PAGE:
SAN ANTONIO STARS (5-12, 4th place, 7.5 games behind)

The West drops off considerably in overall record after Tulsa, but four teams do make the playoffs and the last spot is wide open.

The Stars improved as the season went on, earning their five wins over their last eleven games, a shade below .500. Kayla McBride and Danielle Robinson both earned spots in the All-Star game, where McBride thrived, scoring 18 points for the West. Forward Sophia Young-Malcolm is returning to the forward she was prior to injury, and is second behind McBride in scoring.

Dearica Hamby may be the Rookie of the Year in the WNBA this season, scoring 8.5 ppg. Hamby has played center a great deal, as injuries and conditioning limited Jayne Appel and Danielle Adams in the first half.

The bench is not deep, and even though Coach Dan Hughes plays his subs a great deal, there is a considerable drop off when he makes a lot of subs.

The Stars added 6-0 French forward Valeriane Ayayi and waived guard Kalana Greene during the break.

Keep an eye on: Is that late run by the Stars a sign of things to come, or a fluke? San Antonio leads Seattle by only half a game, and Los Angeles by a game and a half. They need to play like they did in their final games of the first half to hold off the challenges. Will Ayayi fit in with the team and earn playing time?

SEATTLE STORM (5-13, 5TH place, 8 games behind)

Like Connecticut in the East, the Storm are fighting for a playoff spot ahead of schedule. Trades in the off-season took away most of the veterans with the exception of point guard Sue Bird, and post Crystal Langhorne, but yielded two top draft picks, Jewell Loyd and Kaleena Mosqueda-Lewis.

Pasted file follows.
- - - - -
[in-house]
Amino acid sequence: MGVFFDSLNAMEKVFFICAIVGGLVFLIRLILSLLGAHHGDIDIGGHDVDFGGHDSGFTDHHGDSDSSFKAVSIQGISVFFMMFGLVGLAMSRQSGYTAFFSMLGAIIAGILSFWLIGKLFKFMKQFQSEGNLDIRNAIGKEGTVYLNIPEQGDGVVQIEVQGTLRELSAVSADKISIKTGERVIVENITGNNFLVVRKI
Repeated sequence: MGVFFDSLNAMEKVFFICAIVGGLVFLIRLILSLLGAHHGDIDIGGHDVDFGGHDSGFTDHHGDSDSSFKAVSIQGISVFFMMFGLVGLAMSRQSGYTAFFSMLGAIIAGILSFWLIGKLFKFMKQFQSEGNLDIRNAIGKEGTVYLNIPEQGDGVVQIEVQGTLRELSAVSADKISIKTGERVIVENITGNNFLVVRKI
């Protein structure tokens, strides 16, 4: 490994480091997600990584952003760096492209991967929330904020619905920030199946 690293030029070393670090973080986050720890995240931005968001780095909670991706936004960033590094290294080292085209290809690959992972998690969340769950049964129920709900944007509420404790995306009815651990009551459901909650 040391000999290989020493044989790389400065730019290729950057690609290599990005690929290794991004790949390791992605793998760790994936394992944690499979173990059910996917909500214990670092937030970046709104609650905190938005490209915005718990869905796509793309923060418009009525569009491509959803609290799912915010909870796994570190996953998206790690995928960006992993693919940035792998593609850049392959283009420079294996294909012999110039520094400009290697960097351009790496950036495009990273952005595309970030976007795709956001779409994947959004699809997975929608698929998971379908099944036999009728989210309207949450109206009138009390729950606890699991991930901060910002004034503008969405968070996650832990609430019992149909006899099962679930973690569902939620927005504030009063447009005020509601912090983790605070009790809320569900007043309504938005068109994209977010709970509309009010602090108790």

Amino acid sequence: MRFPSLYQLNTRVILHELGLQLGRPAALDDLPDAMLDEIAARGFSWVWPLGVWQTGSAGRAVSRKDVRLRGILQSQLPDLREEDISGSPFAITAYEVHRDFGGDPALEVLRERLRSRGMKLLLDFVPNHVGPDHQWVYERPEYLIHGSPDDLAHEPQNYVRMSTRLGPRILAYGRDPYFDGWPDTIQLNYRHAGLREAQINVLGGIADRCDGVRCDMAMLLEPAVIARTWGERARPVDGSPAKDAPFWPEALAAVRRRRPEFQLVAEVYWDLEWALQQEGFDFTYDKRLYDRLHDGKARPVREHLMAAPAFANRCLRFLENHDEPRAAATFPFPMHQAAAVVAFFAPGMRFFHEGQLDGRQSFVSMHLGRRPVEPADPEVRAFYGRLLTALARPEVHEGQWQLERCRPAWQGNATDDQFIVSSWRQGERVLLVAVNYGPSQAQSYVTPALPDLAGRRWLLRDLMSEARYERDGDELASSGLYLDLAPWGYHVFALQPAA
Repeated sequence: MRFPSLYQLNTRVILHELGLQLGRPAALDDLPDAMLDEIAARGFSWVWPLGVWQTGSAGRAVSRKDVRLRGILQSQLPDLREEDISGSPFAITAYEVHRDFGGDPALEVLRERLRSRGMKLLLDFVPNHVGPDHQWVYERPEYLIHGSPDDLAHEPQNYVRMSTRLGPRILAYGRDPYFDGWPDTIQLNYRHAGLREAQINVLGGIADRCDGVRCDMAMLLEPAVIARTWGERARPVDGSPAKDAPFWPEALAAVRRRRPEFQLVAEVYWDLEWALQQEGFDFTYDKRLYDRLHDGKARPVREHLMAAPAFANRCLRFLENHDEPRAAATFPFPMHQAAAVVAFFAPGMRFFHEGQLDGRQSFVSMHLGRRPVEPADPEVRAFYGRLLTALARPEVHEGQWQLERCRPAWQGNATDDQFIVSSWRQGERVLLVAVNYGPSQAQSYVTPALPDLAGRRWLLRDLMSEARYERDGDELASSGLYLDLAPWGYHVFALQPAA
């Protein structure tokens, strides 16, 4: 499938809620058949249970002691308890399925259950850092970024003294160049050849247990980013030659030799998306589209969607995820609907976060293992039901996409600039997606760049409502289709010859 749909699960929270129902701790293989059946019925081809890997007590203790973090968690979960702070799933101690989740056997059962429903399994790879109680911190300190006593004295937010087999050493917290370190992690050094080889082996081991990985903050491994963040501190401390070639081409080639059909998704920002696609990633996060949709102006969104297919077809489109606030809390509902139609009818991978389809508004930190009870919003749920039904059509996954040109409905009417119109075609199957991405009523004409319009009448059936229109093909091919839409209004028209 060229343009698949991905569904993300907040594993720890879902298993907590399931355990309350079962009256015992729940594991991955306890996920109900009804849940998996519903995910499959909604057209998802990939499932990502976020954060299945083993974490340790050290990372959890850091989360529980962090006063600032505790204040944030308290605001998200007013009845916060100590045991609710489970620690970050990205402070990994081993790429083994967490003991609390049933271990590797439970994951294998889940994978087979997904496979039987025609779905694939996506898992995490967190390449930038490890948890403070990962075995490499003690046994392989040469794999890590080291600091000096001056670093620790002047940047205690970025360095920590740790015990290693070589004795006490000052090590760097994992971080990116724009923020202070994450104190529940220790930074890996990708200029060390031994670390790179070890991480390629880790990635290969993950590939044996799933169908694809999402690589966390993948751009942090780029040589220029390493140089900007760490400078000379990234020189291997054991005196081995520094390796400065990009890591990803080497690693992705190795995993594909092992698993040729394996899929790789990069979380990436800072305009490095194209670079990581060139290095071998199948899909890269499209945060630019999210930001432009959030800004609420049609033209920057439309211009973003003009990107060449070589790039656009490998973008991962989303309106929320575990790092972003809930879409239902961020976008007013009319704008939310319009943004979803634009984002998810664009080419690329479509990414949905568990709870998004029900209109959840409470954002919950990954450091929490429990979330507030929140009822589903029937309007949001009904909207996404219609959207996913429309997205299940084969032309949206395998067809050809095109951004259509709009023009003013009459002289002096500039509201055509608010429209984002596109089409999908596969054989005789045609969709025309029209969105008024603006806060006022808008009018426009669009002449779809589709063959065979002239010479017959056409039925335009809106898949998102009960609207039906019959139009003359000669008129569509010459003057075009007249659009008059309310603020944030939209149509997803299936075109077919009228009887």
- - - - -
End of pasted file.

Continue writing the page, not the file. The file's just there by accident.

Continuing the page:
Both were brought along slowly, and Loyd now is in the starting lineup, averaging 9.4 ppg. Mosqueda-Lewis has not broken through for significant time yet, but according to Bird she is improving daily.

“She’s really been quite impressive,” Bird said. “She comes to work like a professional, plays hard in practice. She’s a talkative, active teammate. She’s ready for the time she will be called on. That’s how a career can be made.”

Monica Wright, injured now, came from Minnesota for Montgomery, and will be a big part of the team’s future as well. In addition, Japanese first-year player Ramu Tokashiki is exciting.

It is the veteran Bird that is an extension of coach Jenny Boucek, a leader on the court, and in the community that keeps the Storm Crazies going during the rebuild though. Bird is a nine-time All-Star now, and started in Diggins’ absence.

Keep an eye on: The rebuild continuing in the second half of the season. Would a playoff spot be good for the team, or a lottery pick? They are on the cusp of either, so it will be interesting to see which direction the season goes.

LOS ANGELES SPARKS (3-13, 6TH place, 9 games behind)

Who would think that the team with the worst record in the league could be one of the teams to watch in the second half of the WNBA season? That most certainly is the case with the Los Angeles Sparks.